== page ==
Un unexpected pleural effusion in a pediatric patient in apparently good health
We are describing the case of a 9-year-old male child who was first admitted to the Emergency Room of another hospital due to hip pain, shortness of breath and loss of appetite, following a four-day-history of tachycardia associated with right hip pain and no fever. The biochemical analyses and the chest X-ray (performed in this hospital) showed increased phlogosis indexes (C-reactive protein (CRP) 106.3 mg/L 21xN; lactate dehydrogenase (LDH) 373 U/L, white blood cells (WBC) 11800 mmc, neutrophils(N) 44%, lymphocytes(L) 51%, platelets (PLT) 297000 mmc; D-dimer 2.82 mg/L) and lung consolidation with right pleural effusion. The patient was therefore moved to our hospital for further study. At the time of admission, the child was eupneic. Although his condition was normal, the thoracic auscultation showed a respiratory silence in the right hemithorax.
Moreover, laboratory tests confirmed the persistence of incremented phlogosis indexes (CRP 10.20 mg/Dl 21 x N, LDH 428 U/L, WBC 11780 mmc N50% L 45% PLT 288000 mmc); thus, an antibiotic therapy with amikacin and meropenem was started. The patient’s past medical history was unremarkable. In consideration of his clinical presentation, we performed microbiological tests to exclude infectious diseases (serological tests for Mycoplasma pneumoniae and Chlamydiapneumoniae; Quantiferon-TB Gold test for Mycobacterium tuberculosis). The exams came out negative, with absence of significant microbiological evidence supporting the radiological findings. His clinical conditions worsened within the first 24 hours. The patient became tachypneic, so oxygen support was required. After performing a thoracic ultrasound which showed the presence of massive pleural effusion in the right pleura with right lung atelectasis, a thoracentesis was performed, and 1000 cc of serum-haematic pleural fluid was drained and sent to laboratory for cytologic, microbiologic and microbacterium testing. The cytological analysis of pleural effusions showed cells compatible with T-lymphoma; accordingly, a chest computed tomography (CT) was performed, showing a voluminous “bulky” mass in the anterior mediastinum, so a neoplastic aetiology was suspected. Finally, the bone marrow aspiration allowed us to diagnose T-cell acute lymphoblastic leukaemia (ALL).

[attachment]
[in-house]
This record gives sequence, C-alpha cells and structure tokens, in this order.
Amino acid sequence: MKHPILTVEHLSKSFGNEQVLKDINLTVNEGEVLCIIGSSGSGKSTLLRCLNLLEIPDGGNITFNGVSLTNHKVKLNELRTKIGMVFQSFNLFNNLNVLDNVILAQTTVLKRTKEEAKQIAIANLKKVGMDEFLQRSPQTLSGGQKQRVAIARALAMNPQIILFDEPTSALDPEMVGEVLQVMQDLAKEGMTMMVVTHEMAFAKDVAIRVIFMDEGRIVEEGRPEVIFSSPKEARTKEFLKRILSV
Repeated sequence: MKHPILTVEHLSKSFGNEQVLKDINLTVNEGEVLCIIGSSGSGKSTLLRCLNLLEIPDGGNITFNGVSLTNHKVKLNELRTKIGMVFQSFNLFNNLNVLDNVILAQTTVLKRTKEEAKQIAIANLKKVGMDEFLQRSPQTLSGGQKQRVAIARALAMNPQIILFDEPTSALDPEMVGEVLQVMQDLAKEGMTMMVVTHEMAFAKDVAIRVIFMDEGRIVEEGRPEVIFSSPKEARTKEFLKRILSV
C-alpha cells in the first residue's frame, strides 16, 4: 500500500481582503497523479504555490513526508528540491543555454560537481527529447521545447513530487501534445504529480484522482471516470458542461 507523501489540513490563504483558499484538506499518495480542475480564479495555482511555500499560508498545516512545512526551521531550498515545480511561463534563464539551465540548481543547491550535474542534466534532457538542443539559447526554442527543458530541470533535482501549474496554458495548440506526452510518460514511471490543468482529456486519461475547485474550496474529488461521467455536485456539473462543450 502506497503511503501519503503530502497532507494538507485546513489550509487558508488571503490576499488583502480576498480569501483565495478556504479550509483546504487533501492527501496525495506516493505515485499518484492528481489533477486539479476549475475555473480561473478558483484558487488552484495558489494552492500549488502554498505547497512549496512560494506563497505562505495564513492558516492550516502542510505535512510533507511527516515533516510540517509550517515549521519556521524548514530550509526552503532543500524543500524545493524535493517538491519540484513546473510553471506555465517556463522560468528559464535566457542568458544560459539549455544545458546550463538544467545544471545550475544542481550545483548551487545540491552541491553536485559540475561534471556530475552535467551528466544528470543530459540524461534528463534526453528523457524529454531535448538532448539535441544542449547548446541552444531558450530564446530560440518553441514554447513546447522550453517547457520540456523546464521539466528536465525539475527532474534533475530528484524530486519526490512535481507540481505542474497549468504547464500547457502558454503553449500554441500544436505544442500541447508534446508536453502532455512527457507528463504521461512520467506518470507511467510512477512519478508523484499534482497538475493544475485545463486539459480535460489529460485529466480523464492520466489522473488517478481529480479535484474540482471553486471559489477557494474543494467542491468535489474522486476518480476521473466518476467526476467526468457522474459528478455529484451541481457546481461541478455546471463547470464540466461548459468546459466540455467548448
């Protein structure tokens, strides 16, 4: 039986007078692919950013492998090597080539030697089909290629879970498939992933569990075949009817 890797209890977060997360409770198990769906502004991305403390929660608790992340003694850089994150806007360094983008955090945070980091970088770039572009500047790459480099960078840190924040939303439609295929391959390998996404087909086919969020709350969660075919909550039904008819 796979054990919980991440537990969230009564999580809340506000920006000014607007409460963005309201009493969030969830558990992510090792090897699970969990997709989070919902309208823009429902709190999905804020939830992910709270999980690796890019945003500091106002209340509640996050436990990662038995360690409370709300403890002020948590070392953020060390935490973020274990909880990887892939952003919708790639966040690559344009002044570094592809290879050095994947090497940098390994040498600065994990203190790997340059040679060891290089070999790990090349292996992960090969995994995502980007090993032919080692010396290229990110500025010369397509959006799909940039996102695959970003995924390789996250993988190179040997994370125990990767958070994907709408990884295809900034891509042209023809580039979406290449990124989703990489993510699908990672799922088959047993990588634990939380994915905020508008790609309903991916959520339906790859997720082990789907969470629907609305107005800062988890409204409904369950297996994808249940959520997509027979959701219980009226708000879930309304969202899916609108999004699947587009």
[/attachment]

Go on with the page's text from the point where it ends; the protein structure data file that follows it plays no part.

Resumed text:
Hence, according to the International Protocol for Children and Adolescents With Acute Lymphoblastic Leukemia, chemiotherapy was started and the patient’s symptoms significantly improved as he responded well to the treatment.
This case presents a singular experience manifested in a pediatric patient with ALL who initially presented with a large and unilateral pleural effusion with the aim to highlight the importance of never underestimating the possibility of an unusual underlying cause.
Received: May 22, 2023
Accepted: Aug 21, 2023